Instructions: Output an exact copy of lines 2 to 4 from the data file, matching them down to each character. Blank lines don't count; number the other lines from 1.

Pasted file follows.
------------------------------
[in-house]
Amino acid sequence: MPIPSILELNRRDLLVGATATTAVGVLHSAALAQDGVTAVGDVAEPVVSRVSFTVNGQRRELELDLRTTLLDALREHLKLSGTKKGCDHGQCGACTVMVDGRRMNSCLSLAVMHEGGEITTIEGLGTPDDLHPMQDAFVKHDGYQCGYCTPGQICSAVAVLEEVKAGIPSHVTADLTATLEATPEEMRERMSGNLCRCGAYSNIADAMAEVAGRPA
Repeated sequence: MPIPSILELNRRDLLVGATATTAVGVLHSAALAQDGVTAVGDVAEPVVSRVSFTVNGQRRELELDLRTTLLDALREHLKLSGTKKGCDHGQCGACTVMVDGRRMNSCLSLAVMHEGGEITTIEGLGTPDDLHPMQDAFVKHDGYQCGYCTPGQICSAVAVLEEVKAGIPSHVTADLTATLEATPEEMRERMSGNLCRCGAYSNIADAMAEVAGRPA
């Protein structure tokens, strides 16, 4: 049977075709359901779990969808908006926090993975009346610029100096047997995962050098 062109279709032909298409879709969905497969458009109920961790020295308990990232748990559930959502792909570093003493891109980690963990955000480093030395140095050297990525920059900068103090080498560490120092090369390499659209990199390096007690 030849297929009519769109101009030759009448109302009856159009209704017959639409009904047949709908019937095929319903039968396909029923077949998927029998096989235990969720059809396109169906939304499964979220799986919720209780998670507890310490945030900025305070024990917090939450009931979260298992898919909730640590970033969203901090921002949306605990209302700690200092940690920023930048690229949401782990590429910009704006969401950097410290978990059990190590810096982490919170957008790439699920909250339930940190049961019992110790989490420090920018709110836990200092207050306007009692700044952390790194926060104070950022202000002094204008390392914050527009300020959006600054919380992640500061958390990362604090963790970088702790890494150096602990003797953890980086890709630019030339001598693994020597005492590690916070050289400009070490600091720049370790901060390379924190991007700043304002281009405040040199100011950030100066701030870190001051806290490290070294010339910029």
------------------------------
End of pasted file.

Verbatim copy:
Amino acid sequence: MPIPSILELNRRDLLVGATATTAVGVLHSAALAQDGVTAVGDVAEPVVSRVSFTVNGQRRELELDLRTTLLDALREHLKLSGTKKGCDHGQCGACTVMVDGRRMNSCLSLAVMHEGGEITTIEGLGTPDDLHPMQDAFVKHDGYQCGYCTPGQICSAVAVLEEVKAGIPSHVTADLTATLEATPEEMRERMSGNLCRCGAYSNIADAMAEVAGRPA
Repeated sequence: MPIPSILELNRRDLLVGATATTAVGVLHSAALAQDGVTAVGDVAEPVVSRVSFTVNGQRRELELDLRTTLLDALREHLKLSGTKKGCDHGQCGACTVMVDGRRMNSCLSLAVMHEGGEITTIEGLGTPDDLHPMQDAFVKHDGYQCGYCTPGQICSAVAVLEEVKAGIPSHVTADLTATLEATPEEMRERMSGNLCRCGAYSNIADAMAEVAGRPA
């Protein structure tokens, strides 16, 4: 049977075709359901779990969808908006926090993975009346610029100096047997995962050098 062109279709032909298409879709969905497969458009109920961790020295308990990232748990559930959502792909570093003493891109980690963990955000480093030395140095050297990525920059900068103090080498560490120092090369390499659209990199390096007690 030849297929009519769109101009030759009448109302009856159009209704017959639409009904047949709908019937095929319903039968396909029923077949998927029998096989235990969720059809396109169906939304499964979220799986919720209780998670507890310490945030900025305070024990917090939450009931979260298992898919909730640590970033969203901090921002949306605990209302700690200092940690920023930048690229949401782990590429910009704006969401950097410290978990059990190590810096982490919170957008790439699920909250339930940190049961019992110790989490420090920018709110836990200092207050306007009692700044952390790194926060104070950022202000002094204008390392914050527009300020959006600054919380992640500061958390990362604090963790970088702790890494150096602990003797953890980086890709630019030339001598693994020597005492590690916070050289400009070490600091720049370790901060390379924190991007700043304002281009405040040199100011950030100066701030870190001051806290490290070294010339910029």